The crucial question is, do we worry more about what others think or about what God requires? Also, can other human beings give us salvation? If honoring God's truth determines our salvation, then why honor men over God?
Jesus Christ said to those who appeared religious but denied the power of His true teaching, "But why do you call Me 'Lord, Lord,' and do not do the things which I say?" (Luke 6:46; compare Matthew 7:21). Since Christ is opposed to Christmas, why would any thoughtful Christian observe it?
Walking in Jesus' footsteps in a world that doesn't is never easy. But it is much better and eminently more rewarding than following the empty ways of the world.
God tells us in 1 John 2:15-17: "Do not love the world or the things in the world. If anyone loves the world, the love of the Father is not in him. For all that is in the world—the lust of the flesh, the lust of the eyes, and the pride of life—is not of the Father but is of the world. And the world is passing away, and the lust of it; but he who does the will of God abides forever." GN
Does It Matter to God?
Over the last two millennia, traditional Christianity has systematically laid aside the "feast days of the Lord" and established its own holidays. Christmas was established to enable pagan converts to come into church fellowship without forsaking their heathen customs and practices. Easter is a replacement for the biblical Passover and Days of Unleavened Bread.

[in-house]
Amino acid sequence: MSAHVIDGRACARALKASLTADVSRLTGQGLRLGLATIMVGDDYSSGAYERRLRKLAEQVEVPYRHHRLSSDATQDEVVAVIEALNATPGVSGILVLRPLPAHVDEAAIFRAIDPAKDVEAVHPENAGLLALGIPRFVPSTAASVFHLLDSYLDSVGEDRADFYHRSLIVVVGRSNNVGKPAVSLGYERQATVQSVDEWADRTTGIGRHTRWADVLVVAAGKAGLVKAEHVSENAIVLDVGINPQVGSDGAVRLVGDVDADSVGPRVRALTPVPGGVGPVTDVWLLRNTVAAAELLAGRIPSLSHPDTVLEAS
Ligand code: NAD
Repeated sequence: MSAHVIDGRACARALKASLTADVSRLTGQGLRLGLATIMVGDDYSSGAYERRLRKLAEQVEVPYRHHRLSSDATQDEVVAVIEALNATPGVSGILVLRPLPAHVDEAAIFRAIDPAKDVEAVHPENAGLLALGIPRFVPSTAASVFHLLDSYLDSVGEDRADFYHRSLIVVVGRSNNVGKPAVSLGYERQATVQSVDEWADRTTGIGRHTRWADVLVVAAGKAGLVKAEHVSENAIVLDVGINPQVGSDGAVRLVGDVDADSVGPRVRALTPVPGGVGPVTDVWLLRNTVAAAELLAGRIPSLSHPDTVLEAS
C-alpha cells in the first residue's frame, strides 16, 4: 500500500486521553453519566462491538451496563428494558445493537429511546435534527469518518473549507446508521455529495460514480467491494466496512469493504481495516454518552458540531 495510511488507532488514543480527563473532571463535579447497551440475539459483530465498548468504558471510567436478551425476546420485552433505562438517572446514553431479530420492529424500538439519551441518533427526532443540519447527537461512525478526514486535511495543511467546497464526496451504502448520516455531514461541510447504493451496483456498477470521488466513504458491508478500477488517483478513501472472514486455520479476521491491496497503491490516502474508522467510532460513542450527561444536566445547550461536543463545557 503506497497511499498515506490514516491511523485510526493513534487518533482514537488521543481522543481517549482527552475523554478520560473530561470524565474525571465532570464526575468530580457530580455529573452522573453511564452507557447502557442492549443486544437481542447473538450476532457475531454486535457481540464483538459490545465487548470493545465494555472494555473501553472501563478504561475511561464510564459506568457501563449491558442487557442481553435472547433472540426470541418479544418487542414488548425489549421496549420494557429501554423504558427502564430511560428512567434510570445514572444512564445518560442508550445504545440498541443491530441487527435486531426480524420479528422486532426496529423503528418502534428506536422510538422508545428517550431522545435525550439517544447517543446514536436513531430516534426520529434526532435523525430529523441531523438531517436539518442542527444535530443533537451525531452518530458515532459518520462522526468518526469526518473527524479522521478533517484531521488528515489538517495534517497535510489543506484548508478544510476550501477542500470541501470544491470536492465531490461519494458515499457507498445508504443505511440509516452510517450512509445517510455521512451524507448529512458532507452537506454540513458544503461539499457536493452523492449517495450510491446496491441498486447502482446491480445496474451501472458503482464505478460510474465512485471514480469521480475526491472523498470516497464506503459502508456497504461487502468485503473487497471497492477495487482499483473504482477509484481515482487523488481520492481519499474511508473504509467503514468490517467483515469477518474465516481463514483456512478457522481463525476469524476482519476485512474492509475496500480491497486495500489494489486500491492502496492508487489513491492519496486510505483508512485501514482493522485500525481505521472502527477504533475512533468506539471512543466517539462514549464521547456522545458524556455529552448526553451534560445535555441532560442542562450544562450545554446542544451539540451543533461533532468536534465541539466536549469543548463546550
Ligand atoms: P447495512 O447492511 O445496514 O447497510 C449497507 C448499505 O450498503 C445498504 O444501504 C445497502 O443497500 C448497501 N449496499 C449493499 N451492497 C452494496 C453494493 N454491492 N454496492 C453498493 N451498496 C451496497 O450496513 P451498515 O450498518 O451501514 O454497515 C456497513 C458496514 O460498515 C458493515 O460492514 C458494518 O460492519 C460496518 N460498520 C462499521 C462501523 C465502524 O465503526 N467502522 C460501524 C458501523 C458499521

Even the weekly Sabbath was abandoned in favor of Sunday, supposedly to commemorate Jesus' resurrection (which, as we demonstrated earlier, did not take place on Sunday morning).
Although we should immediately recognize that overruling God's instructions is dangerous behavior, let us consider, from the biblical record, whether such humanly designed inventions and alterations are acceptable worship to our Creator God.
Changing God's instructions
When God began working with the ancient Israelites, He intended they set an example of obedience to Him for the nations around them (Deuteronomy 4:1, 6-8). They were to be a model nation, showing other peoples that God's way of life produces abundant blessings. Their experiences serve as continuing examples for us (1 Corinthians 10:1-11).